Our paper adds to the existing literature on the intergenerational transmission of trust along an additional dimension. As an instrumental part of our analysis, we test a crucial assumption implicit in the literature, namely that individual trust is invariant over time (at least from late adolescence/early adulthood). This conjecture has been the important but somewhat controversial argument on which the existing empirical literature hinges. It is crucial because parents’ and children’s trust used in regression analyses are contemporaneously measured at the time of the interviews, whereas ideally they should be gauged at the time the transmission took place. These two measurements are equivalent only if trust is invariant over time. That is a controversial hypothesis too since, for instance, in their US longitudinal study, Poulin and Haase (2015) find that generalized trust changes with age. Using the three-wave structure of our panel dataset, we test for the invariance of the *permanent* component of trust and find no evidence to reject it, even if only within the 10-year window available in our longitudinal sample.

The remainder of the paper is organized as follows. Section 2 provides a brief review of the literature on cultural transmission. Section 3 outlines a framework where we introduce the distinction between permanent and transient trust and clarifies a necessary condition required to attach a structural interpretation to the regression parameters. Section 4 describes the data and the econometric model. Section 5 presents the main results of our analyses. Section 6 follows with a discussion of our results and of their implication for the literature on long term persistence. Section 7 concludes.

## Theoretical background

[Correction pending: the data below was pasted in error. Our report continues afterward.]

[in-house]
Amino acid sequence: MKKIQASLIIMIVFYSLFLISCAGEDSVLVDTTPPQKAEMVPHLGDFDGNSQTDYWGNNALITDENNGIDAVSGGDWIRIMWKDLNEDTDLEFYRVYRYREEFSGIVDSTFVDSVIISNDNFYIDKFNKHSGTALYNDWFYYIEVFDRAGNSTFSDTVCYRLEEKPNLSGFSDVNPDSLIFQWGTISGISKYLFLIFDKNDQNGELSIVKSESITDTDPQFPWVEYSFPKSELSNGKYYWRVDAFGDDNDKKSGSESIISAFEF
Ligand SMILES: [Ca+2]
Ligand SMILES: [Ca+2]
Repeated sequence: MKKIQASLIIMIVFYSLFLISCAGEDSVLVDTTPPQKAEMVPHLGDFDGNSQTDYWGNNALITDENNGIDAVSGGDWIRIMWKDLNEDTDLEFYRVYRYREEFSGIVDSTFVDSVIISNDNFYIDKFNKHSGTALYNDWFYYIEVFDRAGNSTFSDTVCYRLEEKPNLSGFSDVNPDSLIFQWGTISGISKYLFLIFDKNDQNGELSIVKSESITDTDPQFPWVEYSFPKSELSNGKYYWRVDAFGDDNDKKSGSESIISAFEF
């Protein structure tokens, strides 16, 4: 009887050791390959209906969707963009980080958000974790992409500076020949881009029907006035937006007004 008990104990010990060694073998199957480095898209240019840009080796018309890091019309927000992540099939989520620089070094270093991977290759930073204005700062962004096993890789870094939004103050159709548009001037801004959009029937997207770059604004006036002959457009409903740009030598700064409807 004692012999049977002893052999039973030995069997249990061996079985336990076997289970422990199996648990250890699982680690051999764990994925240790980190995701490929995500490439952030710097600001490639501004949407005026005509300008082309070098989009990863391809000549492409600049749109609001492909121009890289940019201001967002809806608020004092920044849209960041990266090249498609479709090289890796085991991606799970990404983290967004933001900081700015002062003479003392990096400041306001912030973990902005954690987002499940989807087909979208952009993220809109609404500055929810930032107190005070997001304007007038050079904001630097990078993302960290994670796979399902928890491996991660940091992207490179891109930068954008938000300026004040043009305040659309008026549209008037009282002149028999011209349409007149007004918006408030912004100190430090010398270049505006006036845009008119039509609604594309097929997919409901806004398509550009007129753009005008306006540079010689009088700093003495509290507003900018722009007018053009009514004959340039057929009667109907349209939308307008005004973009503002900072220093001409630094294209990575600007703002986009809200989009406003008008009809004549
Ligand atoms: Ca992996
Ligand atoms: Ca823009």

To better understand the transmission of trust within the family, we briefly review the literature about cultural transmission. The first theoretical frameworks for the study of cultural transmission are due to Cavalli-Sforza and Feldman (1981) and Boyd and Richerson (1988), who apply models of evolutionary biology to the transmission of beliefs, preferences and norms. These works show how cultural traits can be acquired through learning and other forms of social interactions. Cultural transmission is seen as the result of the direct vertical socialization (the role played by parents), and the horizontal and oblique socializations (taking place in the society). Horizontal and oblique socializations can be described as imitation and learning behaviors, and refer mainly to the interactions with peers and the environment outside the family. Cultural transmission is different from genetic evolution, although the two can interact. The distinct effects of the cultural, environmental, and genetic factors on cognitive and non-cognitive skills of an individual is at the core of a lively debate on “nature” versus “nurture”, which is the object of study of several disciplines, from behavioral genetics to social sciences (for a survey, see Sacerdote (2011)).